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Lisa Yuskavage Photo

Lisa Yuskavage

American Painter

Born: May 16, 1962 - Philadelphia, Pennsylvania
"I find ... humanity in art very appealing because it just cuts away all the layers of academia. Scholarship can buoy understanding in some ways but after a point can also drag you down, away from the art."
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Lisa Yuskavage
"So much of my work is about doing the very obvious. Making art is like finding your Excalibur, the sword in the stone. It's right there and others can tug and tug, but you have to be Arthur to pull it out."
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Lisa Yuskavage
"I think one important thing that happens in the studio is accepting yourself as the enemy and painting from that point of view. So instead of pointing the finger outward and passing judgement, instead, you start with yourself as your own worst enemy."
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Lisa Yuskavage
"Since contemporary artists are not hired by, say, the Vatican, we have the freedom to ask ourselves what we believe in and then to assert that belief. It's actually a powerful liberty to own, and especially nice in our time when there are so many women's voices in the mix."
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Lisa Yuskavage
"I wanted to paint pictures of people. I thought, 'Why bother doing anything else. Everything else is a waste of time.' I want to tell stories about people and their feelings and emotions."
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Lisa Yuskavage
"Sometimes audiences love you because they get to boo you."
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Lisa Yuskavage
"I remember seeing a photograph of myself en pointe with my hand over my head and the other hand turned in under my breast curtseying. I took dance lessons at Miss Debbie's Dance Studio, and she put this picture of me in the storefront window. I was so unbelievably humiliated at the sight of myself."
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Lisa Yuskavage
"I spent a lot of time at the New York Public Library, the main branch. I was one of those people. If you ever spend a good amount of time there, you realize there are people who spend the entire day there. They're bookish homeless people."
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Lisa Yuskavage
"Misogyny is so rampant, extreme and insidious that it doesn't get called out nearly enough. A lot of men, including gay men, are misogynists, and a lot of women are too. I've experienced it personally from so many, and I can therefore assume that because I live in this society I must have absorbed it too, so if I want to talk about misogyny I have to first acknowledge the aspects of it I've absorbed."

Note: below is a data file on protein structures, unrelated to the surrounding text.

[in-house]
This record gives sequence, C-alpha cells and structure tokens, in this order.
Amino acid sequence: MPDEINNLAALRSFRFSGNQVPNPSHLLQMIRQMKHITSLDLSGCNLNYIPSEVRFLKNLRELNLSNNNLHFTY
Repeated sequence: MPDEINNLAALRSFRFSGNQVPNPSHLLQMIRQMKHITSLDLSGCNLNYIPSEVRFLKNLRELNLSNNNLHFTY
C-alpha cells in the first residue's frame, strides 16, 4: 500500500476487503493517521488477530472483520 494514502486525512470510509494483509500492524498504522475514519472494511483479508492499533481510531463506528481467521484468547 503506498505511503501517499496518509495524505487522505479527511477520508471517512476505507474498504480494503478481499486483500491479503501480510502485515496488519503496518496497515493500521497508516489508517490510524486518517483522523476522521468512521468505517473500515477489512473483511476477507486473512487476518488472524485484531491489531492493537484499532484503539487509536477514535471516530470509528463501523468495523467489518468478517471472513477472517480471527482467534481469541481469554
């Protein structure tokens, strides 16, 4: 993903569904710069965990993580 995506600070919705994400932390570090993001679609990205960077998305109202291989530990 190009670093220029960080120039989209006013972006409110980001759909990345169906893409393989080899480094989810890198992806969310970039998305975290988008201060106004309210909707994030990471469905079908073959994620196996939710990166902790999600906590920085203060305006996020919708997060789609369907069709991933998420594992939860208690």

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Lisa Yuskavage
"I often wish I could go to my studio and paint all the time, but I can't. I often feel disconnected, as if I'm waiting for instructions. It's absolute torture. The first third of the time it took to make these recent paintings was spent going in every day but ending up with nothing. Then, slowly, something started to happen."
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Lisa Yuskavage

Summary of Lisa Yuskavage

New York City painter Lisa Yuskavage's women arrive to her canvas in pearlescent swaths of otherworldly color straight from the annals of candy-hued fantasies. Throbbing with a sexual tension that teeters between liberation and objectification, her women take center stage, their highly exaggerated bulbous genitalia and voluptuous nudity meticulously inspired by classical High Renaissance techniques yet wrapped in the provocative questions of contemporary society. Are her women enjoying their own private moments of unabashed sensual bloom under the complicated gaze of society's sexual mores? Or are they expressing their personally complex relationship with their own bodies that women universally lament as they navigate an environment where body parts are elevated to iconic status as in the traditional, historical nude? Yuskavage's semi-uncomfortable foray into this centuries' old exploration of the female body has catapulted her into her current role as a leading figurative painter of our time.

Accomplishments

  • An innocent early fascination with the female body and the various ways it could be presented was the original impetus for Yuskavage's painting. Over time, this fascination evolved when Yuskavage realized she was bored with merely painting women, and began to materialize an unmistakable signature style based in overly sexualized figures lingering in a visceral ambiance between passivity and control.
  • In true Postmodern fashion, Yuskavage's paintings build up imagery from multiple art historical sources, often containing references to artists who have influenced her. In doing this, she treats art history as a fertile soil from where multiple new ideas can be grown. A prime example of this is her often use of sfumato.
  • Yuskavage has stated that her favorite thing about viewing Renaissance paintings, was that she could see in them that, "the supernatural has arrived." She accomplishes her own sort of supernatural feel by presenting color palettes that seem highly unnatural and built upon the frothy tones of dream worlds preferred by young girls.